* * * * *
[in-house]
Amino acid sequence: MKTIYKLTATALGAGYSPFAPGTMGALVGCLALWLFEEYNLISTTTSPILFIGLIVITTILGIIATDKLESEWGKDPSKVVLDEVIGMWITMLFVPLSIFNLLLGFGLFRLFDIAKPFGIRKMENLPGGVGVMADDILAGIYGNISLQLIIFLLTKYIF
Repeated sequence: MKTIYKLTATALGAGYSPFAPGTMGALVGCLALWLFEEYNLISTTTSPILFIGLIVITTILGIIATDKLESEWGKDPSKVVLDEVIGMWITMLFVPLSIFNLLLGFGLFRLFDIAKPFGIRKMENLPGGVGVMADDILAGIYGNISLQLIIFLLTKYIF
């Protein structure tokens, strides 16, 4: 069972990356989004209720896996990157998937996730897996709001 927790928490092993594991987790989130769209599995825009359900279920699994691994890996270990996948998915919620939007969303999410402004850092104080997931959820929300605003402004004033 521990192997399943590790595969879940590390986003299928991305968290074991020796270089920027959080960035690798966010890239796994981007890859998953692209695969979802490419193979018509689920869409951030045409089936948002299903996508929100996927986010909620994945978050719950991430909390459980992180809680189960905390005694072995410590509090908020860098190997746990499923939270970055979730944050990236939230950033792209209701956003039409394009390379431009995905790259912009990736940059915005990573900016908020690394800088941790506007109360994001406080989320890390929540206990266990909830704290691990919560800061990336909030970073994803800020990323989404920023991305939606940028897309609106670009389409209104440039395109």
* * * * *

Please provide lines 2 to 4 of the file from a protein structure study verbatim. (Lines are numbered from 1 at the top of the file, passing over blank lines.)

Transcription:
Amino acid sequence: MKTIYKLTATALGAGYSPFAPGTMGALVGCLALWLFEEYNLISTTTSPILFIGLIVITTILGIIATDKLESEWGKDPSKVVLDEVIGMWITMLFVPLSIFNLLLGFGLFRLFDIAKPFGIRKMENLPGGVGVMADDILAGIYGNISLQLIIFLLTKYIF
Repeated sequence: MKTIYKLTATALGAGYSPFAPGTMGALVGCLALWLFEEYNLISTTTSPILFIGLIVITTILGIIATDKLESEWGKDPSKVVLDEVIGMWITMLFVPLSIFNLLLGFGLFRLFDIAKPFGIRKMENLPGGVGVMADDILAGIYGNISLQLIIFLLTKYIF
């Protein structure tokens, strides 16, 4: 069972990356989004209720896996990157998937996730897996709001 927790928490092993594991987790989130769209599995825009359900279920699994691994890996270990996948998915919620939007969303999410402004850092104080997931959820929300605003402004004033 521990192997399943590790595969879940590390986003299928991305968290074991020796270089920027959080960035690798966010890239796994981007890859998953692209695969979802490419193979018509689920869409951030045409089936948002299903996508929100996927986010909620994945978050719950991430909390459980992180809680189960905390005694072995410590509090908020860098190997746990499923939270970055979730944050990236939230950033792209209701956003039409394009390379431009995905790259912009990736940059915005990573900016908020690394800088941790506007109360994001406080989320890390929540206990266990909830704290691990919560800061990336909030970073994803800020990323989404920023991305939606940028897309609106670009389409209104440039395109």